How did the 750 ml bottle come to be the standard size?

There are several theories about why the 750 ml format is used as the standard size. Some say it’s due to the average amount of wine obtained from 1kg of grapes, although this obviously varies according to the type of grape. It’s also believed to be the ideal bottle size for preserving wine generally. Another theory, perhaps one of the most widely accepted, is that this format came into widespread use as a result of British influence back in the 1800s. Wine distribution was dominated by a major player, the British Empire, as wine became available in bottles. A gallon is equivalent to 4.5L, and when divided by 6, gives us 0.75L. Therefore, in a case of 6 bottles there’s exactly one gallon of wine! A Bordeaux barrel holds 225L, which is equal to 50 gallons, and produces another convenient number: 300 bottles of 750 ml per barrel.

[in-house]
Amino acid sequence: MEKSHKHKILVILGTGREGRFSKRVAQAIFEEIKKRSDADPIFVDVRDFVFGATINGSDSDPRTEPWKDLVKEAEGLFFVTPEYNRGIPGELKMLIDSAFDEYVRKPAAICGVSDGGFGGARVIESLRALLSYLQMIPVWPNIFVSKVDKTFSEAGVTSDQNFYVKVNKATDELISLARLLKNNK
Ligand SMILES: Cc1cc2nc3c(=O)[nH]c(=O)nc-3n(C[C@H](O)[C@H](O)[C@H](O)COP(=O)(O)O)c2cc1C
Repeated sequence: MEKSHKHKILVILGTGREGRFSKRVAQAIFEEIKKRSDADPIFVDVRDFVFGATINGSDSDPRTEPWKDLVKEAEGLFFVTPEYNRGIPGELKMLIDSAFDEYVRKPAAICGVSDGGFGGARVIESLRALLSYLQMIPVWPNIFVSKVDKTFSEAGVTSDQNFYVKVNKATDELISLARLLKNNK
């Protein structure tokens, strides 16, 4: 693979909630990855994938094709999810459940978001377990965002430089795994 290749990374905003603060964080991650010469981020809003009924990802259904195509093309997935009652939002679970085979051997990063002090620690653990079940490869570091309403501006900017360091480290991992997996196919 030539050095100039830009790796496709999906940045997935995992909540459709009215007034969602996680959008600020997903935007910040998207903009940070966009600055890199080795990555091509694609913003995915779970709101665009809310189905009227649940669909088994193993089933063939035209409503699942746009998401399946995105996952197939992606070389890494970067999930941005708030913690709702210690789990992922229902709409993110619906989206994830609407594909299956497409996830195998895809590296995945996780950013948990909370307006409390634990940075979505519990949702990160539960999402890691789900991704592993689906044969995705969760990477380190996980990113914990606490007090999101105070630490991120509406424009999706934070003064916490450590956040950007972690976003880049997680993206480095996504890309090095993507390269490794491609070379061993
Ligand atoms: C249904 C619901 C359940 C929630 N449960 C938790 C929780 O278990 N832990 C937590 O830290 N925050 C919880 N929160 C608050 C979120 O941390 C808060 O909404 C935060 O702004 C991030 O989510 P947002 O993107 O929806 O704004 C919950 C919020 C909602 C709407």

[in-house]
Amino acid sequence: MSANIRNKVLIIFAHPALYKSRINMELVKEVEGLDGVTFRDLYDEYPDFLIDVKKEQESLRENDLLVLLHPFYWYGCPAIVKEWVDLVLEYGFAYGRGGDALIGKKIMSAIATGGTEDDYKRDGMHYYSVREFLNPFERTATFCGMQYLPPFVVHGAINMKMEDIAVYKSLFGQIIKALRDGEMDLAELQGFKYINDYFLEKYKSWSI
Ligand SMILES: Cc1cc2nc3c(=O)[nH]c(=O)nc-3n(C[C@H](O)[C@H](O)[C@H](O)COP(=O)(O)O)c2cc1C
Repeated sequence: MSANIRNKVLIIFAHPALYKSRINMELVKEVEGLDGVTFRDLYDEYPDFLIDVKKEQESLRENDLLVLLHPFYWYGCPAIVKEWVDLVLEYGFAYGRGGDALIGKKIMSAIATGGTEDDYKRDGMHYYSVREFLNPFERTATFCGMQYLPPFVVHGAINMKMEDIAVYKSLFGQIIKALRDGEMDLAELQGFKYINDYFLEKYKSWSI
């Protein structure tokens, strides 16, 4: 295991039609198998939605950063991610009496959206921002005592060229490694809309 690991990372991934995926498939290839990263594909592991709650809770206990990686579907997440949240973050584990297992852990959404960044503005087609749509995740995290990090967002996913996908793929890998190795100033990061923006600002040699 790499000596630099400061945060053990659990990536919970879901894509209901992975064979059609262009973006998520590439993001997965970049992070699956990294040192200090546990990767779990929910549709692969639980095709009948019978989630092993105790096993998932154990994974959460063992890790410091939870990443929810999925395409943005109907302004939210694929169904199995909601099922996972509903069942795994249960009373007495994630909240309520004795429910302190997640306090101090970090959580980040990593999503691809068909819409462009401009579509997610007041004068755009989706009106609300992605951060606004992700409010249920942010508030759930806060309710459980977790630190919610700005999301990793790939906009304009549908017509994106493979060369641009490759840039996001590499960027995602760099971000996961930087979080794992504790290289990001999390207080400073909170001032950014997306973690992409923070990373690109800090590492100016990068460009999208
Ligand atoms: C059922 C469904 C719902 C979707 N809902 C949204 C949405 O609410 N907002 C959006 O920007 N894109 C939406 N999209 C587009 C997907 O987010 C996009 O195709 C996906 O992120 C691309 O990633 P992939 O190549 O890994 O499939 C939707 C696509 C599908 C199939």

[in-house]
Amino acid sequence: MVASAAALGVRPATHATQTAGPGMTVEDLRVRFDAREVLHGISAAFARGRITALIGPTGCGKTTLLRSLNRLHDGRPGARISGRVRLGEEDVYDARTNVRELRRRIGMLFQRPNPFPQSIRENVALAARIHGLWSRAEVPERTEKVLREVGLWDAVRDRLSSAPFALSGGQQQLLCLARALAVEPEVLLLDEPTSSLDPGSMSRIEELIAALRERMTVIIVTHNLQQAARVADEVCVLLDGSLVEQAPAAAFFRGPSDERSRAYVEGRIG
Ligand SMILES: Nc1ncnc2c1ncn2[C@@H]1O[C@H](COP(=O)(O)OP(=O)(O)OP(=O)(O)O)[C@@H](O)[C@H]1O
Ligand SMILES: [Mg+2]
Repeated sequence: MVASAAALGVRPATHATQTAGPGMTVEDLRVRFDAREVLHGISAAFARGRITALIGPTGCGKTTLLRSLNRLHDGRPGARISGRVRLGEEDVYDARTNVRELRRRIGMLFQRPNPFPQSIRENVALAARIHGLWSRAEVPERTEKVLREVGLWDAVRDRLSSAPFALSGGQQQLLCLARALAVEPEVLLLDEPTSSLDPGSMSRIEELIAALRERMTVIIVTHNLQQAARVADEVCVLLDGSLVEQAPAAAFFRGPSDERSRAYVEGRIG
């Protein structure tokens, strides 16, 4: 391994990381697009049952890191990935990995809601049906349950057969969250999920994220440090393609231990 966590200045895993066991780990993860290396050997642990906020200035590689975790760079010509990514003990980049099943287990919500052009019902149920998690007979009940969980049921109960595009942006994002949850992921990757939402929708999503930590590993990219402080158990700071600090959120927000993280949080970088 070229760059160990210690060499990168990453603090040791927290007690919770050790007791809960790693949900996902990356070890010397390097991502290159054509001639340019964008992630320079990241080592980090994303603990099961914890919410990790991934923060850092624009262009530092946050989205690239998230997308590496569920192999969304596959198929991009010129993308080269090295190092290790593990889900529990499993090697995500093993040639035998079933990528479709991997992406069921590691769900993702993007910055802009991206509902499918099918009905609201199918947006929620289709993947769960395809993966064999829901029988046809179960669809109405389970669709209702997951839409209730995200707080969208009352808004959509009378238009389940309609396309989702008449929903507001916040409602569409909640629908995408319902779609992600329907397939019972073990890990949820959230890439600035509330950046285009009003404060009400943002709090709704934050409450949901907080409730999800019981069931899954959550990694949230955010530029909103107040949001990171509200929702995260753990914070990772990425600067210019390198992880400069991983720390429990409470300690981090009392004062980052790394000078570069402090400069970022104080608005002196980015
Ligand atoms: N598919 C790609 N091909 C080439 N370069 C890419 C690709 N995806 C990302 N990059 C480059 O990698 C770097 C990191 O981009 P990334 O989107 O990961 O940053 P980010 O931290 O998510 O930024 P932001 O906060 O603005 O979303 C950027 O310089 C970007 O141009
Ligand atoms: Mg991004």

In Europe, in 1975, measurements were standardised and, following the European directive of 2007, all wines must be bottled in one of the formats mentioned above. In the restaurant and retail trade, bottles larger than Double Magnum (3L) are rarely offered, but prove eye-catching on display and ideal for decorative purposes.

Generally, the larger the capacity of the bottle, the rarer they are to find, as their production is very scarce. In the case of Champagnes and great Bordeaux wines sold at auctions, it is possible to come across larger formats, as they’re considered better for ensuring a well-progressed ageing of the wine, for preserving its fruit and offering extra freshness.

For any memorable occasion, whether during the Christmas and New Year festivities, a family Sunday lunch, a barbecue party in the garden or dinner with friends, nothing can beat large format bottles for enjoying your favourite wines in great company and style. Perfect for special times and big celebrations. At Vinissimus we have a wide range of formats to suit any event or gathering. Don't miss out on more than 350 wines in large formats that you'll find in our catalogue!